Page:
Somebody start a GoFundMe for Jordan Montgomery: The guy is making $10 million this season with the St. Louis Cardinals, but still can’t buy a win. Think he misses that Yankees offense?
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Montgomery, traded for center fielder Harrison Bader, has started 10 consecutive losses this season and will go at least 60 days since he’s posted a win himself. After a rain-interrupted loss to the Pittsburgh Pirates on Saturday, he’s 2-7 with a 4.61 ERA — and all the outrage last year when he was dealt for a guy still in a walking boot and started 5-0 for the Cardinals has been forgotten.
Of course, Yankees fans now have another lefty to worry about. (We’re looking at you, Carlos Rodon.)
“Could care less about me recording a W,” Montgomery said on Saturday. “Just really want the team to win. But, [it’s] still super early, so we’ll keep going out there, and I’ll keep giving them everything I got.”
The Cardinals (25-34) are chained to last place in the NL Central, with the lowest winning percentage in the National League. And, former Mets lefty Steven Matz — who is in the first year of a four-year, $44 million contract, isn’t helping any: In the last 20 starts by Montgomery and Matz, the Cardinals are 2-18.
In St. Louis, M&M Boys stands for Misery and Mourning.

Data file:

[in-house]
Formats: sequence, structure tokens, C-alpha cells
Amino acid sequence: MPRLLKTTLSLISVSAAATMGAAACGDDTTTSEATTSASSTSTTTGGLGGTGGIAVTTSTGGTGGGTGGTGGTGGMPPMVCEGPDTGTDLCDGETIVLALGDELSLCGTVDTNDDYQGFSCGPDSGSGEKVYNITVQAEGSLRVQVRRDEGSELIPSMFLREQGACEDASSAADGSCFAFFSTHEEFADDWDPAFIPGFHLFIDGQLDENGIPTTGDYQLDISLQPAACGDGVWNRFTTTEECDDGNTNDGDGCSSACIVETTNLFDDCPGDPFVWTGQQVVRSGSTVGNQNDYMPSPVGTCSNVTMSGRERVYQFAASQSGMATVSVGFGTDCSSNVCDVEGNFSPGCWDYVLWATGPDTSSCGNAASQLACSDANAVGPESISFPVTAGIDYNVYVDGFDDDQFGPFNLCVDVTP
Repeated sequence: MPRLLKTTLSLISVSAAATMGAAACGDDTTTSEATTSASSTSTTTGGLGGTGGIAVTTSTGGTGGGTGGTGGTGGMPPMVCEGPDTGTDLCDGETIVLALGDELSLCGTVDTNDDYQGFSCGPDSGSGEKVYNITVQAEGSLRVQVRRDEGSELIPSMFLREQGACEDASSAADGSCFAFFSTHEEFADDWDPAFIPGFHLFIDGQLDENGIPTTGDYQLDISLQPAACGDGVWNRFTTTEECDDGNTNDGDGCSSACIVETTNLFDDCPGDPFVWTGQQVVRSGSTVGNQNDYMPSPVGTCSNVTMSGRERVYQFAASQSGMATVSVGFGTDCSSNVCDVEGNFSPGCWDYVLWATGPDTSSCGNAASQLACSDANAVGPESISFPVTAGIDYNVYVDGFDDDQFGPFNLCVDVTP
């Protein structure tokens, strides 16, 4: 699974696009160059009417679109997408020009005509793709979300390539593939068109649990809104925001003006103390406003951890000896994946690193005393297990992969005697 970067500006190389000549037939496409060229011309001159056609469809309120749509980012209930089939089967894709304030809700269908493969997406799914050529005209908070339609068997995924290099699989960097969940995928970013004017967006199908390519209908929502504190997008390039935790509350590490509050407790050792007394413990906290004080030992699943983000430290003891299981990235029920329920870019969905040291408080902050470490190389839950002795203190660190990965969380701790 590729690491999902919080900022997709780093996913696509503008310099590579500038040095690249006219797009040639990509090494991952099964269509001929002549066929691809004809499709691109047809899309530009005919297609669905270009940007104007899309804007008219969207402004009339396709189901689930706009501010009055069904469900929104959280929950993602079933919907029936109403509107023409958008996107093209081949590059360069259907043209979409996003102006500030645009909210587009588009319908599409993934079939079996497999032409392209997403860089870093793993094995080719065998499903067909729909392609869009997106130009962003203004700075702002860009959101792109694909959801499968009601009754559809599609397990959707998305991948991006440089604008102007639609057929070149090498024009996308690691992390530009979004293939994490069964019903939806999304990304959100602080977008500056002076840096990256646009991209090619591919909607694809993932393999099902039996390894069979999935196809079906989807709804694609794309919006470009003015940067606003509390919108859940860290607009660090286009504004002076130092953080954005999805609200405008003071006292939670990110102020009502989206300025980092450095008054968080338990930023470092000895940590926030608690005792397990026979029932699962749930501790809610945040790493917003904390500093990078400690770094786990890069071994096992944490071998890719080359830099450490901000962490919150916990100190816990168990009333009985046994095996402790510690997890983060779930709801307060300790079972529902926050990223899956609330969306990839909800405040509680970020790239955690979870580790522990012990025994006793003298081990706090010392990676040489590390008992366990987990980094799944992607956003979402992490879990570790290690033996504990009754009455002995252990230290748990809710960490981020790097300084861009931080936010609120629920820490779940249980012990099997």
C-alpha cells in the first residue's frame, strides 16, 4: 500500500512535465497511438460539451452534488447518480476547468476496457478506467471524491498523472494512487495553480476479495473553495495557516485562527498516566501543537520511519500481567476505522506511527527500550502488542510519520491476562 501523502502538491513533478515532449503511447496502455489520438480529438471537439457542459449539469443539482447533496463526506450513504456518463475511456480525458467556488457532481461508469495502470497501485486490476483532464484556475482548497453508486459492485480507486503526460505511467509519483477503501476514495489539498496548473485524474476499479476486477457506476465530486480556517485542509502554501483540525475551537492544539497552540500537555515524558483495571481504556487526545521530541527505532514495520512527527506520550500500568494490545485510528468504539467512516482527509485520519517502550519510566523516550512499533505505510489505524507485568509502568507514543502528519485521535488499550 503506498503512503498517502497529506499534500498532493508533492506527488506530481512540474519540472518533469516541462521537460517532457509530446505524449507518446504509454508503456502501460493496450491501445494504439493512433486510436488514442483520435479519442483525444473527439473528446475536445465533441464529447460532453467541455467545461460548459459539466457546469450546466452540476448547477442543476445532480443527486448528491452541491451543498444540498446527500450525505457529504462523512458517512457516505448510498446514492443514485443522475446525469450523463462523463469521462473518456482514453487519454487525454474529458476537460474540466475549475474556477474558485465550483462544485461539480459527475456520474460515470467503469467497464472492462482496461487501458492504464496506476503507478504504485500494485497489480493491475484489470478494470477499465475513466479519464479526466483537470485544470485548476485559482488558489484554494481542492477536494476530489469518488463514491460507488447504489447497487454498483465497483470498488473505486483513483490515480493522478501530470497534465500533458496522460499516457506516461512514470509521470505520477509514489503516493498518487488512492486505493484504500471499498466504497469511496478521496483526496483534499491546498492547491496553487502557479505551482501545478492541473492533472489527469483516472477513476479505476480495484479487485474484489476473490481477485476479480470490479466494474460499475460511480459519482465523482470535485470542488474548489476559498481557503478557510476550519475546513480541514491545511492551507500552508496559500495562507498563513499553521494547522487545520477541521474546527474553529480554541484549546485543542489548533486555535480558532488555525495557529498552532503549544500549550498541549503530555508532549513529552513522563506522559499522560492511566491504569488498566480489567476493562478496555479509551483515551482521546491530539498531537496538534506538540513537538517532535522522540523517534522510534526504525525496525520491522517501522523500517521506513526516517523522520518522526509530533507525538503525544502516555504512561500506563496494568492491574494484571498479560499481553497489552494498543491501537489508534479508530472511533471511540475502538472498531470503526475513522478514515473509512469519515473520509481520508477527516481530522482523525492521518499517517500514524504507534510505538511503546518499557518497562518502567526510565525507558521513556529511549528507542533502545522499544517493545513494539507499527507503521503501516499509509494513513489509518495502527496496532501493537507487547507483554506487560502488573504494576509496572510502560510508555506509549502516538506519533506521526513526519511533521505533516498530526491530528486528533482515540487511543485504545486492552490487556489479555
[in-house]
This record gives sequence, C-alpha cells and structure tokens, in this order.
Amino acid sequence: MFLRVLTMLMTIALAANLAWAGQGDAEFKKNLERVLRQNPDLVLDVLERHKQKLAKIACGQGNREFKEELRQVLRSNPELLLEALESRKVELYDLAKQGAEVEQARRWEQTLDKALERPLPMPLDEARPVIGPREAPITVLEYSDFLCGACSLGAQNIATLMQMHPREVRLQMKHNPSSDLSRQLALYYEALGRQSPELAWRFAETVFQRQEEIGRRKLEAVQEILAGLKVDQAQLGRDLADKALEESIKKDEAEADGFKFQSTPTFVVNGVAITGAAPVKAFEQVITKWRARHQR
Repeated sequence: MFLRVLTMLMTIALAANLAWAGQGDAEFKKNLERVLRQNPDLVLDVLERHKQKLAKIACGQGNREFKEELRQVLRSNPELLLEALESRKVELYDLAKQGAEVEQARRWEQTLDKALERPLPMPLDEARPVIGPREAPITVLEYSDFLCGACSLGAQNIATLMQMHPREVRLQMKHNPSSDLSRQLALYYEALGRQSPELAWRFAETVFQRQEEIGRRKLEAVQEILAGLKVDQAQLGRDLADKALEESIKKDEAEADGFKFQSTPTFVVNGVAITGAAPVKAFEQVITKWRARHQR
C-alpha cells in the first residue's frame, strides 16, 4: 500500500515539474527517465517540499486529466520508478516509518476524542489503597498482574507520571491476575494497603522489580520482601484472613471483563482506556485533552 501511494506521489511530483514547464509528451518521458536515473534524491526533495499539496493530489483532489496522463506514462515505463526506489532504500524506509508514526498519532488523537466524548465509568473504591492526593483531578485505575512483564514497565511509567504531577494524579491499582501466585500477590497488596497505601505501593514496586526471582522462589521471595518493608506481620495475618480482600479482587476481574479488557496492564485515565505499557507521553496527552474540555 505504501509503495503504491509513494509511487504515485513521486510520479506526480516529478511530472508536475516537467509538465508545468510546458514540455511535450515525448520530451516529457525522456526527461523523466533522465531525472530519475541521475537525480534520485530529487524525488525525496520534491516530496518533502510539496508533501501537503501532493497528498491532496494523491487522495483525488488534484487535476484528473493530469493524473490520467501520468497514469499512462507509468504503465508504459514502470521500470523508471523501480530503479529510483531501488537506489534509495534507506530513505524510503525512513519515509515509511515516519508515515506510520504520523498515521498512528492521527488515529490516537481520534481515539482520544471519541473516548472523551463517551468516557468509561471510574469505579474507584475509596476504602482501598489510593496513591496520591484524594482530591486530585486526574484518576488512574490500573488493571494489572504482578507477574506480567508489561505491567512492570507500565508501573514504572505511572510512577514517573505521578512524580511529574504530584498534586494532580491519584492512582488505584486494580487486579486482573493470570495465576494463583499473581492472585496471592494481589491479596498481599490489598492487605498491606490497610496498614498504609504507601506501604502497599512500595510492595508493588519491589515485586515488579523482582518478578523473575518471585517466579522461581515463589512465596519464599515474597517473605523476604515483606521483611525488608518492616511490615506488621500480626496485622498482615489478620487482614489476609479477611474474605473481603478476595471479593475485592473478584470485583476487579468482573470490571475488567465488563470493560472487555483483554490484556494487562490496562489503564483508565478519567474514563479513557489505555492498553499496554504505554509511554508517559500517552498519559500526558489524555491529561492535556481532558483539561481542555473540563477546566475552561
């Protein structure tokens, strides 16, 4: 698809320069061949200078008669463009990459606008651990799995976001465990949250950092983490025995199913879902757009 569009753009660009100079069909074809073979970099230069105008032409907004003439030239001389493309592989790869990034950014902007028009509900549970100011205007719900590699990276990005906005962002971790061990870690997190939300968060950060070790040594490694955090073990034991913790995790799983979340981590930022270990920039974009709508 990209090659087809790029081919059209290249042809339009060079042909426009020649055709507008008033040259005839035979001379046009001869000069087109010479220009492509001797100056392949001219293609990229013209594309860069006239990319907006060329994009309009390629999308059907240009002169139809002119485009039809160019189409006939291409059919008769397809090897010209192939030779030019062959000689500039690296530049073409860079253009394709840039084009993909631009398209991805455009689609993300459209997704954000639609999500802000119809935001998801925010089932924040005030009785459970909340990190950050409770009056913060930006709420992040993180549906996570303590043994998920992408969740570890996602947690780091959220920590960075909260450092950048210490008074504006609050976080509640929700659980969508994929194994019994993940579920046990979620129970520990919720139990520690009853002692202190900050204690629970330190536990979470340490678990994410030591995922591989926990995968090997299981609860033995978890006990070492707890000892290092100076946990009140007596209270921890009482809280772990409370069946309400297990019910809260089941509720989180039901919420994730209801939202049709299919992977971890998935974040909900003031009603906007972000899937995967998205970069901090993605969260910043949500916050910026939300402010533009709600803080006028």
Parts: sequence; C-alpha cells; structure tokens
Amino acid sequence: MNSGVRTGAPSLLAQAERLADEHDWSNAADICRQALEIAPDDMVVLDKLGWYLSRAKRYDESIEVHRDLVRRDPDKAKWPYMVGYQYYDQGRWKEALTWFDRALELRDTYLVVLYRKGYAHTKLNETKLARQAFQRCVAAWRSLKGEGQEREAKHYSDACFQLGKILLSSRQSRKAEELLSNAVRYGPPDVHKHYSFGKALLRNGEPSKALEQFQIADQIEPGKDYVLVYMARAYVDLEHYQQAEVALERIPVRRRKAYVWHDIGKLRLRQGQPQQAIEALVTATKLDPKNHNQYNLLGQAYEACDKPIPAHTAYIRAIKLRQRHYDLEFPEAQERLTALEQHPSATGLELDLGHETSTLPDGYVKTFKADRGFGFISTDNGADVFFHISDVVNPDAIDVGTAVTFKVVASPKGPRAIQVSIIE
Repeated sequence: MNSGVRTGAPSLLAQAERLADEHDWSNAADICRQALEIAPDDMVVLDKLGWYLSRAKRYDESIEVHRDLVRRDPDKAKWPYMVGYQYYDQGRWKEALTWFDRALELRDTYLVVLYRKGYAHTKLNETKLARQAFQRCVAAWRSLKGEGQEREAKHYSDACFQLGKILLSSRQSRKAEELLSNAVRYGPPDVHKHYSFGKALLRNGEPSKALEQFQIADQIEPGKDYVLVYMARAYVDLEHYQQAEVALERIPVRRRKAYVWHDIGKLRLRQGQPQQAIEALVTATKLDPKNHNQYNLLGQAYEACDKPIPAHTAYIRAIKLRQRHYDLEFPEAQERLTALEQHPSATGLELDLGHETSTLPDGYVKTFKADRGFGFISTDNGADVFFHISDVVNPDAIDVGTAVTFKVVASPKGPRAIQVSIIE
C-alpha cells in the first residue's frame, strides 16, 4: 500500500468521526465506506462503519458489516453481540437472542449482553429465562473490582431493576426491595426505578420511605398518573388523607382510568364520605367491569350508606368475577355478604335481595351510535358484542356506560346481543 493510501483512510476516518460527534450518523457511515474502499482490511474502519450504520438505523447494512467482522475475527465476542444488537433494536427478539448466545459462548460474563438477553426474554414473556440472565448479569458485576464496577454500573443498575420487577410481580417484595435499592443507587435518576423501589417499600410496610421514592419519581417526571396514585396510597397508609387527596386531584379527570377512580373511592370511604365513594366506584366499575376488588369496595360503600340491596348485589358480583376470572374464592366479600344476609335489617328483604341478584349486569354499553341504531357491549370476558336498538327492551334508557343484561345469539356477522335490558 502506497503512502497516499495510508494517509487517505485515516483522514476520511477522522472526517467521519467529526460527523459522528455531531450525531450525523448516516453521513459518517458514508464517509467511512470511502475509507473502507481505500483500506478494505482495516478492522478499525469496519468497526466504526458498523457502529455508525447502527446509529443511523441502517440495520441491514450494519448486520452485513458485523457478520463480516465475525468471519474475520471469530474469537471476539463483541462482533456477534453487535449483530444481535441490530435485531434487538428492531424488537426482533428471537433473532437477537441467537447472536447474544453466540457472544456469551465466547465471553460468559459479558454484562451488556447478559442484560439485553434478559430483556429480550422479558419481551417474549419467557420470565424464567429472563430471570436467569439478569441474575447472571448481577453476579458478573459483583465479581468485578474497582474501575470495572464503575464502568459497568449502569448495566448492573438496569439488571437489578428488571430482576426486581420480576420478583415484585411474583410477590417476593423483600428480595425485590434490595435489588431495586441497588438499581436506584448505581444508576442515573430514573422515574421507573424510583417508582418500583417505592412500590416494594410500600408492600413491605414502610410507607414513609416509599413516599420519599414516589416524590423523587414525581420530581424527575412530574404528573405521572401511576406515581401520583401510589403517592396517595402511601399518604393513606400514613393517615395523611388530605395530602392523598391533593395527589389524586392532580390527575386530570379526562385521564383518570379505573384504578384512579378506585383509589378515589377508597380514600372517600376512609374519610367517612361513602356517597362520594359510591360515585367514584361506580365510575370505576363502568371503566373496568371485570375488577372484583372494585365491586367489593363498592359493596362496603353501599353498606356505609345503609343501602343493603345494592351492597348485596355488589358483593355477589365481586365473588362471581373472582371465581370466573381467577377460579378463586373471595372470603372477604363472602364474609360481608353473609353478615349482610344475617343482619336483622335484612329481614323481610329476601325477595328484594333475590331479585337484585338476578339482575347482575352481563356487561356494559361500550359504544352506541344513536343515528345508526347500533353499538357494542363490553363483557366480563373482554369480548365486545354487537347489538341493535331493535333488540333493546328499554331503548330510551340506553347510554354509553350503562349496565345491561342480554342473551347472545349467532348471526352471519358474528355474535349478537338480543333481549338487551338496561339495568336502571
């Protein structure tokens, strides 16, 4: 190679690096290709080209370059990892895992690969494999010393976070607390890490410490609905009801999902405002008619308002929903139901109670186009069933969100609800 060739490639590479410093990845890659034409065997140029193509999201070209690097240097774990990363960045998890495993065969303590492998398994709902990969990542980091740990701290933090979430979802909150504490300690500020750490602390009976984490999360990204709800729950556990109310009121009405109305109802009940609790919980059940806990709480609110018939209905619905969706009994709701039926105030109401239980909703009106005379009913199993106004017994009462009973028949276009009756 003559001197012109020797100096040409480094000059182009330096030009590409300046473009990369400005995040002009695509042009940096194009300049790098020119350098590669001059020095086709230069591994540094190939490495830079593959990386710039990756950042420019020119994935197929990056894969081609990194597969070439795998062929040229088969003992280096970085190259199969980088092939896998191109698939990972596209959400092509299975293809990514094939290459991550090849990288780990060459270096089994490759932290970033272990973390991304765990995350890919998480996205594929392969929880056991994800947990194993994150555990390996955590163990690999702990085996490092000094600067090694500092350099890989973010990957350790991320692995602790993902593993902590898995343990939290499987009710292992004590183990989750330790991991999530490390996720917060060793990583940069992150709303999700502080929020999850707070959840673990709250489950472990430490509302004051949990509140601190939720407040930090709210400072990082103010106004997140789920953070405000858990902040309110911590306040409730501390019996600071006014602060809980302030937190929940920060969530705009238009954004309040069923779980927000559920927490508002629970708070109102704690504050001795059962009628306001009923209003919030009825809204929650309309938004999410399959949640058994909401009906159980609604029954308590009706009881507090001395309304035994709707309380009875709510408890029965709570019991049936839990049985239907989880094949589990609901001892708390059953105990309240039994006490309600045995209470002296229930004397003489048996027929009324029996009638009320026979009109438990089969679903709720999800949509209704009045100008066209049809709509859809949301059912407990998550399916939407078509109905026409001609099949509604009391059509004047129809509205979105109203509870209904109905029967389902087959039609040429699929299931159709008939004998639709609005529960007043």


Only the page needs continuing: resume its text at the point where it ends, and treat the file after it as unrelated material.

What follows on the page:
You can bet Montgomery — searching for a team with bats — likely will flee St. Louis as a free agent at the end of the season. In 12 starts, he has gone five innings or more and yielded three or fewer earned runs. On Saturday, in 5.2 innings, he yielded just one earned run. His last win came on April 8.
Still, he’s the guy he was with the Yankees: A five-inning wonder who struggles to get deeper into games. When he begins to lose control and the car heads downhill, he can’t pull the brake. After a crucial error on Saturday, he fell apart.
“I am not loser,” Montgomery said. “I’m going to keep giving them everything I’ve got out there. The team knows that. Manager knows it. Pitching coach knows it. Fan base knows it. … Baseball stinks. It’s not always easy. It’s not always going to go great. Everybody has to stick with what they do – and try to do it better.”
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